Pricing-wise, I like to consider ships with less than $300 per person rates. The prices fluctuate seasonally, and can range from $200 per person to $1,000 per person.
Wifi is an additional cost that is quite expensive, $20-$30 PER DAY! However sometimes you can find a great combo deal by pairing wifi with a drinks package. We'll cover more of what's included in drink pacakges in Part 2!
Jordan's Pro Tip: If you are cruising with a group (we recently had 14 of us on our Christmas cruise!) I do not recommend booking yourself through the website. Logistically there are so many components to these reservations that you really should book via phone call and speak to an actual agent who can point out some specific issues to you.
A pricing hack – tickets tend to get cheaper the closer you get to their cruise dates. If you have the luxury of being able to wait until the last minute, you could get a fantastic deal on a cruise. The challenge though is flights because flights get more expensive last minute. I wouldn’t recommend waiting til the last minute if you need more than one room because availability gets more limited and you might not get all of the room style of locations you are wanting.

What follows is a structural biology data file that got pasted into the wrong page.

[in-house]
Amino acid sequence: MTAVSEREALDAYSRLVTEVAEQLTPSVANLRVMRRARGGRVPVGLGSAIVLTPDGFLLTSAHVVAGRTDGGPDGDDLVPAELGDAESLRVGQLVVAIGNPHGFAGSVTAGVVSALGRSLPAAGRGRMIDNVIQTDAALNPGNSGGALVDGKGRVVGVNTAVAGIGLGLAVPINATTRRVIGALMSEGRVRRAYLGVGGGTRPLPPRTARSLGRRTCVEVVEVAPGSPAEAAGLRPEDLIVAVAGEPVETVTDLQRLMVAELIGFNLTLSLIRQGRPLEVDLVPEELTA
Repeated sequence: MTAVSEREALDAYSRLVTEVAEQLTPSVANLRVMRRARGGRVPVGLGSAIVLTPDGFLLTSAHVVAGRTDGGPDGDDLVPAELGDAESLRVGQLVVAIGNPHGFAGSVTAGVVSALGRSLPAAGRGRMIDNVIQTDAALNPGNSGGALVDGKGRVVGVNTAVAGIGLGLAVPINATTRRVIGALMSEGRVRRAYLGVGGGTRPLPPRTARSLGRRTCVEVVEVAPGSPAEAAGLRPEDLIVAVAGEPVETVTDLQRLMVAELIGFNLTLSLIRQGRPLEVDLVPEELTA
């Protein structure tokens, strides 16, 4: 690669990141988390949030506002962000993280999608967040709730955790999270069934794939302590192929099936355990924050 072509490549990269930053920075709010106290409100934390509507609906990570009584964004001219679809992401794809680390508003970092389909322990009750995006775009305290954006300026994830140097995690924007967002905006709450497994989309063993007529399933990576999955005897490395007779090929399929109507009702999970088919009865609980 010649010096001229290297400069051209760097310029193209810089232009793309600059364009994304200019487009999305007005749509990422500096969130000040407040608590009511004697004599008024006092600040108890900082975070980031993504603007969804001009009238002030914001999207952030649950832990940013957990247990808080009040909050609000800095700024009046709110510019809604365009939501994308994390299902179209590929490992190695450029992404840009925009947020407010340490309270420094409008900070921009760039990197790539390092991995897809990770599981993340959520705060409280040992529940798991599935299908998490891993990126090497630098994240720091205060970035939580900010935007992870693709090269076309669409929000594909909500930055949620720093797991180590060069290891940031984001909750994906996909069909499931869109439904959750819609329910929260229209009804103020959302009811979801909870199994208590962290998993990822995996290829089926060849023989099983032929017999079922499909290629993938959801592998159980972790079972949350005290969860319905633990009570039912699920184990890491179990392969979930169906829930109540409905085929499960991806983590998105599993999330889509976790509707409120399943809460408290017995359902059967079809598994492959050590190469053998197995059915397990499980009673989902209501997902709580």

When we save up the money in our travel account (one of seven bank accounts), we budget in gratuities as well. We pay for the trip in full and pre-pay gratuity so that we ensure we aren't committing to more than what we had budgeted.
Flights are always extra. Pick your airline, get a credit card with that airline, and build up status and points for that airline. That allows you to get the most bang for your buck. Hunt for the best deal using flights.google.com. Enter in your airport and the destination airport, and you can turn on notifications by selecting the dates next to “Track Prices.” It will notify you if/when prices drop for that trip so that you are paying the best price.
A few more flight tips (although we have a whole other blog post on booking cheap flights too!):